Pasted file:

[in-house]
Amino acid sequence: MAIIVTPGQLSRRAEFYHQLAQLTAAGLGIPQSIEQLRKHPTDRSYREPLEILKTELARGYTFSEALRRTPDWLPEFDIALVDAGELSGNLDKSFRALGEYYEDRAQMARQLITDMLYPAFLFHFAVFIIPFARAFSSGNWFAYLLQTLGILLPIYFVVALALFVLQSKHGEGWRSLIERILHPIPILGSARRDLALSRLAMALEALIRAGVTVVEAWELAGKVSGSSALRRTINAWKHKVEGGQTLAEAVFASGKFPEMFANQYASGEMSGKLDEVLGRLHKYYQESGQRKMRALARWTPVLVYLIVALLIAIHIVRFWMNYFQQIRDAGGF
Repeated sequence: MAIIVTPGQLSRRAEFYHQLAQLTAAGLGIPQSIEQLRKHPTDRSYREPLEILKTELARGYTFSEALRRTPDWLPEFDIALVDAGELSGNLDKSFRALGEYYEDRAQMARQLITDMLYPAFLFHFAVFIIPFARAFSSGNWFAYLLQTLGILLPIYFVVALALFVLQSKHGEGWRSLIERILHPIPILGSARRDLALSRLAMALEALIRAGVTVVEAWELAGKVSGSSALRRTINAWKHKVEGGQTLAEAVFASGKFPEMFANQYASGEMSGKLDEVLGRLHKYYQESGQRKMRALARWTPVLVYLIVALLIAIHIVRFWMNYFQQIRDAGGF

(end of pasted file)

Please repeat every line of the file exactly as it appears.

[in-house]
Amino acid sequence: MAIIVTPGQLSRRAEFYHQLAQLTAAGLGIPQSIEQLRKHPTDRSYREPLEILKTELARGYTFSEALRRTPDWLPEFDIALVDAGELSGNLDKSFRALGEYYEDRAQMARQLITDMLYPAFLFHFAVFIIPFARAFSSGNWFAYLLQTLGILLPIYFVVALALFVLQSKHGEGWRSLIERILHPIPILGSARRDLALSRLAMALEALIRAGVTVVEAWELAGKVSGSSALRRTINAWKHKVEGGQTLAEAVFASGKFPEMFANQYASGEMSGKLDEVLGRLHKYYQESGQRKMRALARWTPVLVYLIVALLIAIHIVRFWMNYFQQIRDAGGF
Repeated sequence: MAIIVTPGQLSRRAEFYHQLAQLTAAGLGIPQSIEQLRKHPTDRSYREPLEILKTELARGYTFSEALRRTPDWLPEFDIALVDAGELSGNLDKSFRALGEYYEDRAQMARQLITDMLYPAFLFHFAVFIIPFARAFSSGNWFAYLLQTLGILLPIYFVVALALFVLQSKHGEGWRSLIERILHPIPILGSARRDLALSRLAMALEALIRAGVTVVEAWELAGKVSGSSALRRTINAWKHKVEGGQTLAEAVFASGKFPEMFANQYASGEMSGKLDEVLGRLHKYYQESGQRKMRALARWTPVLVYLIVALLIAIHIVRFWMNYFQQIRDAGGF